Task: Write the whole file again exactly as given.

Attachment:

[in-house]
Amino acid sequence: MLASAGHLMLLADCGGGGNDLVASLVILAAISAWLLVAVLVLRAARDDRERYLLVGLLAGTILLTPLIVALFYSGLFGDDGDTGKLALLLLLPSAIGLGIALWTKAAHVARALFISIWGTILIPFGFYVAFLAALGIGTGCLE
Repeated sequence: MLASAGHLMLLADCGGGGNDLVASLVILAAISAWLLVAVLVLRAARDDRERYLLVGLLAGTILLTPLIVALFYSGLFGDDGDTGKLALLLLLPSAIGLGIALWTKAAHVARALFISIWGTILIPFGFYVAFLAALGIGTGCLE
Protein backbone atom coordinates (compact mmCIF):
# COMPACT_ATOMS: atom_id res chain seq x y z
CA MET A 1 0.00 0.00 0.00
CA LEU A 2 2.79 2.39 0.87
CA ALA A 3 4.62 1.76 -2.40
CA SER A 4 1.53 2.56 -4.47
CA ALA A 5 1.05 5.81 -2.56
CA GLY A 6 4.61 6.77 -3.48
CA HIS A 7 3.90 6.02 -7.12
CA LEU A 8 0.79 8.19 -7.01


[in-house]
Amino acid sequence: MLASAGHLMLLADCGGGGNDLVASLVILAAISAWLLVAVLVLRAARDDRERYLLVGLLAGTILLTPLIVALFYSGLFGDDGDTGKLALLLLLPSAIGLGIALWTKAAHVARALFISIWGTILIPFGFYVAFLAALGIGTGCLE
Repeated sequence: MLASAGHLMLLADCGGGGNDLVASLVILAAISAWLLVAVLVLRAARDDRERYLLVGLLAGTILLTPLIVALFYSGLFGDDGDTGKLALLLLLPSAIGLGIALWTKAAHVARALFISIWGTILIPFGFYVAFLAALGIGTGCLE
Protein backbone atom coordinates (compact mmCIF):
# COMPACT_ATOMS: atom_id res chain seq x y z
CA MET A 1 0.00 0.00 0.00
CA LEU A 2 2.79 2.39 0.87
CA ALA A 3 4.62 1.76 -2.40
CA SER A 4 1.53 2.56 -4.47
CA ALA A 5 1.05 5.81 -2.56
CA GLY A 6 4.61 6.77 -3.48
CA HIS A 7 3.90 6.02 -7.12
CA LEU A 8 0.79 8.19 -7.01